Your Genes and Cannabis


cannabis leaf

So far, 37 states have legalized marijuana for medical purposes, while 19 states and the  District of Columbia have also legalized its recreational use.  But recent reports show up to one-third of cannabis users get Canabis Use Disorder or CanUD, that’s cannabis addiction or using cannabis in a way that damages their health.   

Now a new study that looked at 1 million genomes has found regions of our DNA that appear linked to cannabis addiction and even schizophrenia and lung cancer. Researchers used large medical datasets that include US veterans, mostly people of European descent but also some African, East Asian, and mixed ancestries.  

The genes involved in the disorder were in regions close to the brain’s reward system involved in addiction. The same areas are linked to cigarette smoking, substance abuse, post-traumatic stress disorder, and lung cancer. The study also affirmed a stronger link between CanUD and schizophrenia. The data suggests that cannabis use “is the most preventable risk factor” for the development of schizophrenia.  Yet a National Survey on Drug Use and Health revealed that cannabis use jumped to seventeen percent from eleven percent in twenty-twenty-two and growing.  

It serves as a warning that just like food, drugs and chemicals we ingest or are exposed to affect our health. People must understand the consequences before deciding to imbibe.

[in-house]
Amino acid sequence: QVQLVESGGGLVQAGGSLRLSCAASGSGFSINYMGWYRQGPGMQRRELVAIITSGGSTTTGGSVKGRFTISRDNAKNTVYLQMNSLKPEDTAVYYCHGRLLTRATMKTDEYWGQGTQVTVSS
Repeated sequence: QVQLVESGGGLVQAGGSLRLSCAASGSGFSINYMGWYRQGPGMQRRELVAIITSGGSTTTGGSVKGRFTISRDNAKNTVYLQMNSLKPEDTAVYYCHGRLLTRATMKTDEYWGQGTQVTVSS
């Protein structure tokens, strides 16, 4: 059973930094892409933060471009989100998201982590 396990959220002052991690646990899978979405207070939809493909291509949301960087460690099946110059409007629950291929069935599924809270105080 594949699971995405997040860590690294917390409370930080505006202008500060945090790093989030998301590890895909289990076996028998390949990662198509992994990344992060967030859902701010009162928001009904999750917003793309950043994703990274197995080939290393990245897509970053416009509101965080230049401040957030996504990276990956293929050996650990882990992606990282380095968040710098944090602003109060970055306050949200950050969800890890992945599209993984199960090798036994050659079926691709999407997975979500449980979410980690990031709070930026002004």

We are Drs. David Niesel and Norbert Herzog, at UTMB and Quinnipiac University, where biomedical discoveries shape the future of medicine.   For much more and our disclaimer go to or subscribe to our podcast. Sign up for expanded print episodes at or our podcasts at:  Medical Discovery News ( 

More Information

Multi-ancestry genome-wide association study of cannabis use disorder yields insight into disease biology and public health implications
As recreational use of cannabis is being decriminalized in many places and medical use widely sanctioned, there are growing concerns about increases in cannabis use disorder (CanUD), which is associated with numerous medical comorbidities. A genetically informed causal relationship analysis indicated a possible effect of genetic liability for CanUD on lung cancer risk, suggesting potential unanticipated future medical and psychiatric public health consequences that require further study to disentangle from other known risk factors such as cigarette smoking.

Massive genetic study finds genes linked to cannabis addiction
Data from more than one million genomes offer fresh insights into excessive cannabis use and its relationship to other diseases.

Genetic risks behind 'cannabis use disorder' found in huge study
In a study that included genetic data from more than 1 million people, scientists started to unravel the genetics of cannabis use disorder.